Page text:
Cover

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Title Page, Copyright Page

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pp. i-iv

Contents

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pp. v-vi

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Introduction

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pp. 1-10

We are all of us concerned about the future. What will it hold for me and for the people I care about? Will we thrive or will we suffer? Is there anything that I can do to achieve future prosperity and happiness for us? Is there anything that I can do to avoid future disease, accident, poverty, dishonor, or suffering for us?...

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1. Survival of Death Theories

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pp. 11-30

Do people live after death? This is surely one of the most important questions that human beings ever ask. Naturally there are only two possible answers to it. Either human persons will live after death, or else they will not. Let us call all theories that deny life after death “death ends all” views. There are three main...

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2. Karma versus Grace

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pp. 31-48

Precisely how are human beings saved, redeemed, or enlightened? How does God achieve his purpose of reconciling sinful human beings to himself, as well as to other human beings? The quotations just cited are meant to exemplify two great and contrasting methods of redemption. I will call them “Karma” and...

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3. Resurrection

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pp. 49-72

Resurrection is the notion that after death our bodies will disintegrate, but at some future point God will miraculously raise them from the ground and reconstitute us as persons.
The Christian view of resurrection is based on four assumptions:...

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4. Ascension and Second Coming

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pp. 73-88

By Christian tradition, the ascension of Jesus was the event in which the risen Jesus left the earth and the company of his disciples. The second coming of Jesus is the future event in which Jesus—so Christians hold—will return to the earth. Accordingly, separate as these events are, they can be viewed together. We will do so in this chapter....

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5. Hell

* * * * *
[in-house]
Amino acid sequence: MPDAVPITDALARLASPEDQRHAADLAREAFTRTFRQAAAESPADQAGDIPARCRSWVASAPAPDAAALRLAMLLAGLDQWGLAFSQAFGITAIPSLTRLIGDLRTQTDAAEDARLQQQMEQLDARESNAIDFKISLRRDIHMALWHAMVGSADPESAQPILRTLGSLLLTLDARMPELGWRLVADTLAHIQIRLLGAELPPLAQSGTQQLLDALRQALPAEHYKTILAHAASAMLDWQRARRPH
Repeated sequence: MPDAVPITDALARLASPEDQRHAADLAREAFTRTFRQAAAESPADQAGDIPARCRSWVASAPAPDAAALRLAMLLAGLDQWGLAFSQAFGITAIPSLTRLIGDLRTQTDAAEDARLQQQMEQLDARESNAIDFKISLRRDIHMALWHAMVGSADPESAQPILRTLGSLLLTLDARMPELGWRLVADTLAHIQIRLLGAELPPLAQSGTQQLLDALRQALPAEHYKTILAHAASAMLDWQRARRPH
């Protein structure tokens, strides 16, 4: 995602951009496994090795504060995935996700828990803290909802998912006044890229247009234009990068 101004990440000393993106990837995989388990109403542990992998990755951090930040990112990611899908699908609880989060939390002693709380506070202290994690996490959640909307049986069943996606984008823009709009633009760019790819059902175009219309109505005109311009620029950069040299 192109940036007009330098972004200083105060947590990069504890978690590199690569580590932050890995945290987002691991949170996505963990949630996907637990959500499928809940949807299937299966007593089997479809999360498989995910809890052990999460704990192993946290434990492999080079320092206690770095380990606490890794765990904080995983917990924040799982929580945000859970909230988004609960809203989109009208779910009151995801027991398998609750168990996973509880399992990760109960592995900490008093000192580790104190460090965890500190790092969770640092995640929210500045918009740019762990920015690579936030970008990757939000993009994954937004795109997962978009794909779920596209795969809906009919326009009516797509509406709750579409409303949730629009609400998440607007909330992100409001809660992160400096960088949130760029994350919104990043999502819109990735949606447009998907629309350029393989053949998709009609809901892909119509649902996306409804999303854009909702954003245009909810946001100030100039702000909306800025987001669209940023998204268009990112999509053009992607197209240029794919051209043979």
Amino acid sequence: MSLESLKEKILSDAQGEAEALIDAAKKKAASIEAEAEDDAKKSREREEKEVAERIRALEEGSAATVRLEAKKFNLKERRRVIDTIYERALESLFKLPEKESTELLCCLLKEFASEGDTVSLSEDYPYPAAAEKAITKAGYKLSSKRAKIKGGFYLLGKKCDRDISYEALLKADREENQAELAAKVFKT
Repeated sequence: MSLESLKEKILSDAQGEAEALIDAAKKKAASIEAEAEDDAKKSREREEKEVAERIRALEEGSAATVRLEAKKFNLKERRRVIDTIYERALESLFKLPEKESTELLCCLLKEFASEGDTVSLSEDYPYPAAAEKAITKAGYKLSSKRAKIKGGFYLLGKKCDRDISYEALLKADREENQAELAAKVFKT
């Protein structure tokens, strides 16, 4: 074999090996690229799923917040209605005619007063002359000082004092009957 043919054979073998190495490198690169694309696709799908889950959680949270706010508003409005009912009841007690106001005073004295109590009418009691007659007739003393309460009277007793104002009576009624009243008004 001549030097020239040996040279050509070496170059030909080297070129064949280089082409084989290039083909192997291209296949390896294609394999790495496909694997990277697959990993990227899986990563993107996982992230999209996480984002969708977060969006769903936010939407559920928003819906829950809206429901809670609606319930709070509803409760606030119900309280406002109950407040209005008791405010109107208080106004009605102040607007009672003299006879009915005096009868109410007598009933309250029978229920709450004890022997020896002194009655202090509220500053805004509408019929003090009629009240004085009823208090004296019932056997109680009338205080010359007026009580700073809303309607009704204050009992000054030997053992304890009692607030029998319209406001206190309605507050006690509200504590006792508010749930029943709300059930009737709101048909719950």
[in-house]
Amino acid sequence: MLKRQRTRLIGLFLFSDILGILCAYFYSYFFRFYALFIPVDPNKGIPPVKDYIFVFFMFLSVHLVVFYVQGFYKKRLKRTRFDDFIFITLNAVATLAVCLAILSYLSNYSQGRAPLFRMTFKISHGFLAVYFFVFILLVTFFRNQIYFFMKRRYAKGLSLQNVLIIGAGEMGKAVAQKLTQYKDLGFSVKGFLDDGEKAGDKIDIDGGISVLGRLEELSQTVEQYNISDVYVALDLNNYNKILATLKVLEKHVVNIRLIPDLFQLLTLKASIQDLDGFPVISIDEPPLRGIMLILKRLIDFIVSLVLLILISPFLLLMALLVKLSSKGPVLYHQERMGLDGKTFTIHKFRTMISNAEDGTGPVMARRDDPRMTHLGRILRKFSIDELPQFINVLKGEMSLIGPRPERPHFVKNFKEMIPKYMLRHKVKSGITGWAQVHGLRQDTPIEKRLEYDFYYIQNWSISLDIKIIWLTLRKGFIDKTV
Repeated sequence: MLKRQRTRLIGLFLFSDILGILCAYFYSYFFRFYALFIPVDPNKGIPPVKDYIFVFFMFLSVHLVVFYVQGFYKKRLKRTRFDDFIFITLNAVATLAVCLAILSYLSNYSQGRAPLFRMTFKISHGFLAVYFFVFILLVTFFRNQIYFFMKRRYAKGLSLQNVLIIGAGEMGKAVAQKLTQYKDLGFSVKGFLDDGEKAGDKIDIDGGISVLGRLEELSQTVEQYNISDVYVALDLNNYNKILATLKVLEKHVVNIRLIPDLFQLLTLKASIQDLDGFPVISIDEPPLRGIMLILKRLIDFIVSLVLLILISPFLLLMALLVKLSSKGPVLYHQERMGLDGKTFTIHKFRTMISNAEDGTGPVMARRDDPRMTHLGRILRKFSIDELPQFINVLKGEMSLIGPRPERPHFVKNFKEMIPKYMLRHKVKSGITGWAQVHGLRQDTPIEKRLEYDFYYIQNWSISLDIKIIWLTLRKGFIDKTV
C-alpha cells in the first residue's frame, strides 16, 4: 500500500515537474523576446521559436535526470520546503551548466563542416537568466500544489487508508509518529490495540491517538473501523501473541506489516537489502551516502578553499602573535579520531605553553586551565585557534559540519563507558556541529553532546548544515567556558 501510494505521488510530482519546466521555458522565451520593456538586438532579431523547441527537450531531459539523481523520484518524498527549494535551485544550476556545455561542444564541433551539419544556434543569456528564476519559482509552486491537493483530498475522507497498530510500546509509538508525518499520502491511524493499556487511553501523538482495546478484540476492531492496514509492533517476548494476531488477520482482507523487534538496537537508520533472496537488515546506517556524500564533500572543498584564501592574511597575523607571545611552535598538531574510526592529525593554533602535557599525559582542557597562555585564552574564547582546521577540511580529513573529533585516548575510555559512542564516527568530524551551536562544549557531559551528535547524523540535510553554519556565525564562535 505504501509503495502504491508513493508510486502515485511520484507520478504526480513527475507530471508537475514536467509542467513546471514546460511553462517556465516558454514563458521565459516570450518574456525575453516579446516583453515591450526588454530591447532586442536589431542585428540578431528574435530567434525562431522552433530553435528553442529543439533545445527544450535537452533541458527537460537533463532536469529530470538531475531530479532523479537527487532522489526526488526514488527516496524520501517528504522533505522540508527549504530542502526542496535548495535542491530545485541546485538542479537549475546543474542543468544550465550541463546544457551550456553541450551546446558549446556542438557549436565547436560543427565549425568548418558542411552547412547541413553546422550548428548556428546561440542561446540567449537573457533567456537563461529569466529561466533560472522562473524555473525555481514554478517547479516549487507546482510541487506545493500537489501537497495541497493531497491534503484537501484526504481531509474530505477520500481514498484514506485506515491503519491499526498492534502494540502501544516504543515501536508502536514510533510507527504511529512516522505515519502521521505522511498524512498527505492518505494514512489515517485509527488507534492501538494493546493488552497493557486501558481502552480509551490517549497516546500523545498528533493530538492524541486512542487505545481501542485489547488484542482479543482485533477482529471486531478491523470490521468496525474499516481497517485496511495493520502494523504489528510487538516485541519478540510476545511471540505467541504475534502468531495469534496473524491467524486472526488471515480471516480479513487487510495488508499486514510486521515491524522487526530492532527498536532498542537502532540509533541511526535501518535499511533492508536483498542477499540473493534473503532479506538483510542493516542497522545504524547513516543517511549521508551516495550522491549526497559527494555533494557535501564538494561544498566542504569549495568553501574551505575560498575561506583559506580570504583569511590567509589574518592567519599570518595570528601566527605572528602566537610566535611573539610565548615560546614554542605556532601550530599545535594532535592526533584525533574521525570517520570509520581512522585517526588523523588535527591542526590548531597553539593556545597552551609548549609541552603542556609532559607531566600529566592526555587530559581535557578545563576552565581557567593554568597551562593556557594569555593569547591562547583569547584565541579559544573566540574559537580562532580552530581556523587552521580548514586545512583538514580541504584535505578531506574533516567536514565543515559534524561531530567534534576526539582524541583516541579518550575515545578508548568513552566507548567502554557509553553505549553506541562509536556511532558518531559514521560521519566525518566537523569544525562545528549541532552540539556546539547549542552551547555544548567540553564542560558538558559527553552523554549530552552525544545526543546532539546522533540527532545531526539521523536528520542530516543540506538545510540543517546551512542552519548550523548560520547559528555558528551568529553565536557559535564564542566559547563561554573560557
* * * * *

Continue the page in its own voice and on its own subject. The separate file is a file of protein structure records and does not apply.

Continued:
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pp. 89-104

The traditional Christian picture of hell is problematical. It is said to be a place of punishment where sinners are sent, against their wills and as a punishment for their sins, into eternal fiery torment. Many Christians have rejected the notion, and even those who accept it, or parts of it, seem only rarely to want to talk about...

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6. Purgatory

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pp. 105-116

Catholics, Protestants, and the Orthodox have long disagreed about purgatory. Protestants typically deny it entirely; the Orthodox accept the reality of purgatory but reject the idea of penalties and penances there; and Roman Catholics (uniquely among all Christian bodies) affirm purgatory and count it as...

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7. Heaven

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pp. 117-134

Obviously, we know very little about heaven. Unlike worrisome upcoming events like your first day in high school or your first deployment to Afghanistan, there are no veterans to talk to; so far as I know, no one has died, experienced heaven, and returned to tell us about it. Accordingly, so far as we are concerned, heaven is largely unknown and even inscrutable...

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Conclusion

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pp. 135-140

Some people may find it odd that in a book about what happens “after we die,” I have not said anything about the different eschatological theories that are present in Christian thought. I have not spoken of premillennialism, postmillennialism, or amillennialism, or of items like the Rapture, the Tribulation, or the Millennium....

Notes

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pp. 141-154

Bibliography

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pp. 155-162

Scripture Index

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pp. 163-166

General Index

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pp. 167-168